When articles like this start coming out of US media vassals like German business newspaper Handelsblatt, then you know something is afoot. This time, the person being set up for das boot looks to be US puppet President Petro Poroshenko.
Handelsblatt is finally reporting on the Presidents’ multiple business interests that he still retains even though he is, well President of Ukraine.
Conflict of interest anyone? Of course, but as long as you are in the good graces of the Empire, then no problem. When you fall out of grace with the Empire, then the standard script of the rich despot is usually one of the first story lines to be presented to the zombie public.
We have seen it with Saddam, with Gaddafi, last year with Yanukovich, and soon with Poroshenko. And while I have no problem seeing this war criminal disposed of, the hypocrisy of America and Germany is beyond disgusting.
Washington, Europe, and the entire western main stream media (CNN, BBC, NYT et al) was fully aware that Ukraine’s President, while in office, continued to run his billion dollar enterprise, which even includes a popular TV channel…yet no one dared report the story, much like no one reports on Hillary Clinton or Jeb Bush’s billions I guess.
What is even more disgusting is how the west not only supported Poroshenko, but while the Ukrainian President continued to rake in the dough, the country he was put in charge of governing was being absolutely looted.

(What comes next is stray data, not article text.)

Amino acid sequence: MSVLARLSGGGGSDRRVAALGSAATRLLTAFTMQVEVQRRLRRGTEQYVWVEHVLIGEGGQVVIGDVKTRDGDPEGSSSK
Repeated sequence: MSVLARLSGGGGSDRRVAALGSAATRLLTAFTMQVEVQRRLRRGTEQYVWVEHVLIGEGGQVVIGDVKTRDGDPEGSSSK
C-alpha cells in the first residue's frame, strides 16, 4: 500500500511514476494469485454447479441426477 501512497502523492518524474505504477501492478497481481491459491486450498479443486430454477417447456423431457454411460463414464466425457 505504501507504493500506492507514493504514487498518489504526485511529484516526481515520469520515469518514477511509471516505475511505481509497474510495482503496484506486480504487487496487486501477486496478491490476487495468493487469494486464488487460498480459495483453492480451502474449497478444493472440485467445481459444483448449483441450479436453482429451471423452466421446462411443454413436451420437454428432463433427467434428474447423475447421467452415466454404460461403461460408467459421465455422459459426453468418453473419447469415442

Now American and EU taxpayers will pick up the $40 billion tab. Another win for Obama and his main stream media sheep.
So New York Times and CNN…when will you take us on a tour of Porky’s palace?
Sputnik News Agency reports that…
Ukraine’s President Petro Poroshenko twice promised to sell his Roshen confectionery corporation, but spent much of last year ducking that pledge by claiming it’s difficult to find a buyer.
Poroshenko stated in the past that he would spin off his business in two interviews with Bild newspaper.
In the first, given before his election as president, he gave a “solemn promise” to sell the corporation as soon as he would take office.
In the second, in November, when he already held the country’s top job, he assured Bild that the deal to sell Roshen would be inked very shortly.
Well, he is still selling it, with Handelsblatt quoting Italian banker Giovanni Salvetti as saying that the Ukrainian crisis is not the best time to sell.
“I hope the situation will get better in the first two quarters of this year,” Salvetti added.
Last year Roshen reaped in $1.4 million even as Ukraine’s economy crumbled amid the ongoing war.
Besides Roshen, Poroshenko also owns considerable bank and insurance company stock as well as Channel 5 television, which he refuses to sell arguing this would undermine national security.
Add to these shares of a shipbuilding company, a syrup-making factory and a fitness club and it would be hard to disagree with Handelsblatt, which names the Ukrainian leader the country’s seventh wealthiest man.
The newspaper adds that, under the circumstances, Poroshenko should be working hard to make the internationally-mediated ceasefire hold.
“His very presidency now hangs in the balance: people hope he will give them peace and keep his promise,” the paper writes in conclusion.